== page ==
Fuel prices will go down by some 25.44% if government decides to listen to the 16 driver unions who are collectively calling for the scrapping of five taxes on the price build-up of fuel.
The coalition of commercial transport owners made up of 16 transport unions – including the biggest group, the Ghana Private Road Transport Union (GPRTU) have vowed to continue their nationwide strike if government fails to address their grievances.
The transport strike which took place on Monday, 6th December, 2021 left many commuters stranded, resulting in some economic loses. The leadership of GPRTU later in the day called off the strike indicating in a statement that the Presidency had invited them for a deliberation to be held on the issue.
According to the 16 unions, they have identified at least five taxes on the price build-up of fuel that they believe serve no useful purpose. The group wants the removal of: Energy Sector Recovery Levy of GHp20 per litre, Sanitation and Pollution Levy of GHp10 per litre, Energy Debt Recovery Levy of GHp49 per litre, Road Fund Levy of GHp48 per litre and; Special Petroleum Levy of GHp46 per litre.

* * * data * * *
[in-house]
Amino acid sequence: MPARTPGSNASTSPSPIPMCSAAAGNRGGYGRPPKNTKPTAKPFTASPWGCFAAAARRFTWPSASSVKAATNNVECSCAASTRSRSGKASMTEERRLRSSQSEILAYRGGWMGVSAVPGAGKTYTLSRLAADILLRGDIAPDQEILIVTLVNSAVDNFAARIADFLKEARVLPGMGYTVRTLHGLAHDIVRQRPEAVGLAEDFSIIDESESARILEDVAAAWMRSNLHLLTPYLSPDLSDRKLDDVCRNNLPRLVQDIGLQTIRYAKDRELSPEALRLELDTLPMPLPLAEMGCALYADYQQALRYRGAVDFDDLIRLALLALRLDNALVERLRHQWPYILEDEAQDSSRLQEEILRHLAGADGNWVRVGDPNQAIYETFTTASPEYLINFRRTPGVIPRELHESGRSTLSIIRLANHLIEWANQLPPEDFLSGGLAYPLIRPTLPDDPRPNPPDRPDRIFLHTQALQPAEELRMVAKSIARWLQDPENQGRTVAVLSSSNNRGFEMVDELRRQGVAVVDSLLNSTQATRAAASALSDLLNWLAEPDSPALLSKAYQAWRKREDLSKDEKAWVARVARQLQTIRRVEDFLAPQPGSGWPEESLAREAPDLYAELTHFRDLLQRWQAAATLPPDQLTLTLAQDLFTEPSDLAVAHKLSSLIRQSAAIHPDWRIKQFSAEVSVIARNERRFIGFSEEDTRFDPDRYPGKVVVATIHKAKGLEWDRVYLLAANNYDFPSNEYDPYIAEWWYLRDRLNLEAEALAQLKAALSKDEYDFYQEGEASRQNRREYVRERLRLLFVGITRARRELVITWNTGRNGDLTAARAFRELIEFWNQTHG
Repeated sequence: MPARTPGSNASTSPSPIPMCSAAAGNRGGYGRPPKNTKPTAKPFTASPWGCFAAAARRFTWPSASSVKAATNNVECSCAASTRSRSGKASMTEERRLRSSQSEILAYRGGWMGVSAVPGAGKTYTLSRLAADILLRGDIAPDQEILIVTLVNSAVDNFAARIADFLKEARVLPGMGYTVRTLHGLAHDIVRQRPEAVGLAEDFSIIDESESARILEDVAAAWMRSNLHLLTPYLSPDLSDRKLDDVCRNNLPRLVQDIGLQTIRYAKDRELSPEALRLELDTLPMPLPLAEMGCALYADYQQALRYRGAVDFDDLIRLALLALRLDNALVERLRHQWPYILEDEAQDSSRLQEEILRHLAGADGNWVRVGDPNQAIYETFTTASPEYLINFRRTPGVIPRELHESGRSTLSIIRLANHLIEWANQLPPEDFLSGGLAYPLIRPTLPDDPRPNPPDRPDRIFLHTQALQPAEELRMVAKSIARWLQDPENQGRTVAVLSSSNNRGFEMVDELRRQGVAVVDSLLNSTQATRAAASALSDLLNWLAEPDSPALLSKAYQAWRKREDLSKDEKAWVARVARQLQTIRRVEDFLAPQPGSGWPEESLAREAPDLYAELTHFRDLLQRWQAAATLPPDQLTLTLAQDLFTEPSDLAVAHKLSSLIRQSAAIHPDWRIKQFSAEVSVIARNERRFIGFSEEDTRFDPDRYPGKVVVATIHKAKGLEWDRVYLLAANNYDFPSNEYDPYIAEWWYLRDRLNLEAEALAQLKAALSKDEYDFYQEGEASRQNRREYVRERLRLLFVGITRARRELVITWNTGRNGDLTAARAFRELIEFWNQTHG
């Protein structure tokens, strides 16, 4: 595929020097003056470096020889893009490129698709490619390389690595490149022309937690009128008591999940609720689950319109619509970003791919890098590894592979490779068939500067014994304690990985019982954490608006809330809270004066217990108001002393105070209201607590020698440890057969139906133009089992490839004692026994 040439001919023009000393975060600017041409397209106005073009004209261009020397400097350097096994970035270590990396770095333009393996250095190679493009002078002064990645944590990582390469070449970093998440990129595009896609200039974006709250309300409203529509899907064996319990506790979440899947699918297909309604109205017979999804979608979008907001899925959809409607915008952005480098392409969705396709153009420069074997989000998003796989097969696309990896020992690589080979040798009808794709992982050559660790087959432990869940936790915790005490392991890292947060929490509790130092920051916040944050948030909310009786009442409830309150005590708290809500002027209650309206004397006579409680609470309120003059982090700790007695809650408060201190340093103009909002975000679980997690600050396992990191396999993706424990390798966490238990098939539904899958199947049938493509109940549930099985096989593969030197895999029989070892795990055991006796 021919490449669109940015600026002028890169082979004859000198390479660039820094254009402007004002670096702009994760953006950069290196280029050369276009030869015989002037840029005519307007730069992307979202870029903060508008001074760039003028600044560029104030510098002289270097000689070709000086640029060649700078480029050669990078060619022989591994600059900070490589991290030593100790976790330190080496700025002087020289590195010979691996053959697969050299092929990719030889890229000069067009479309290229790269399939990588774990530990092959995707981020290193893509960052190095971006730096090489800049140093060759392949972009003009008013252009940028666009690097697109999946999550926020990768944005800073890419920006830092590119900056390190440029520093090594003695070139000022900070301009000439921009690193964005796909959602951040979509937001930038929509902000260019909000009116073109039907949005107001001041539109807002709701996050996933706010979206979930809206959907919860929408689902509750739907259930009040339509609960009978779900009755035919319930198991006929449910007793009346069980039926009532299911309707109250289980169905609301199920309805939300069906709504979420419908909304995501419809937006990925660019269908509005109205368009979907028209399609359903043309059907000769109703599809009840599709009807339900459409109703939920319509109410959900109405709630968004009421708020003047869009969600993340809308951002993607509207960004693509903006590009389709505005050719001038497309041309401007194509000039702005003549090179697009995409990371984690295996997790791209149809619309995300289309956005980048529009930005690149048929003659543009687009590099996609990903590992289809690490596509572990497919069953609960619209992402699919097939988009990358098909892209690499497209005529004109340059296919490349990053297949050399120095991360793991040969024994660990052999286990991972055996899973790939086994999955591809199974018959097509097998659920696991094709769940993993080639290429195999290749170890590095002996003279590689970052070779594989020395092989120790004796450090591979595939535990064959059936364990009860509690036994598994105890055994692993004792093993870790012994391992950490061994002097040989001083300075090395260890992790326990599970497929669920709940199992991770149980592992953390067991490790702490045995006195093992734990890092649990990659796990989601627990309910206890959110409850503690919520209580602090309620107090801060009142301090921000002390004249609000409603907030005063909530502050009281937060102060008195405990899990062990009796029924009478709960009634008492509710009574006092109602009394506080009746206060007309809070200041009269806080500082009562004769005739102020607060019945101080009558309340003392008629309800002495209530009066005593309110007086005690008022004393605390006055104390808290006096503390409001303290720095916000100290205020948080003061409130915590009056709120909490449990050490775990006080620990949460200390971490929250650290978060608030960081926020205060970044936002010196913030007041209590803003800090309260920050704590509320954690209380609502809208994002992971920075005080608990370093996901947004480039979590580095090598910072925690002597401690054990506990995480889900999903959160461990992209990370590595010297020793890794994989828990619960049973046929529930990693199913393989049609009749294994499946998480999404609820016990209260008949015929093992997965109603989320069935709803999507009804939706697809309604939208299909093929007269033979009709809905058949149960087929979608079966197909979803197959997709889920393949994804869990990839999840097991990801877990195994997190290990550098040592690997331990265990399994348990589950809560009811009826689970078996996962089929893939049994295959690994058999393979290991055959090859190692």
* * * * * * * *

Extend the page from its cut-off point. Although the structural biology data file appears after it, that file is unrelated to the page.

Adding these five taxes will amount to a total of GH¢1.73. JoyNews checks reveals that the current average price of fuel hovers around GH¢6.80. This means that if government agrees to scrap these five taxes, fuel price at the pump will see a dip from the current GH¢6.80 to GH¢5.07 resulting in a 25.44% decrease.
Further analysis of data put out by the National Petroleum Authority shows that the tax components in the price build-up of ex-pump price of fuel have increase by 47.2%; from a total of GH¢1.97 in 2018 (1st December Window) to GH¢2.9 in 2021 (1st December Window).
This simply means that the amount you pay as tax when you buy a litre of petrol or diesel at the pumps have increased from GH¢1.97 in 2018 to GH¢2.9 in 2021.
In 2021, fuel prices have gone up by almost 40%; from GH¢4.86 in January to GH¢6.8 as of December 7, 2021.
SOURCE: Nii Otu Dadeban Ankrah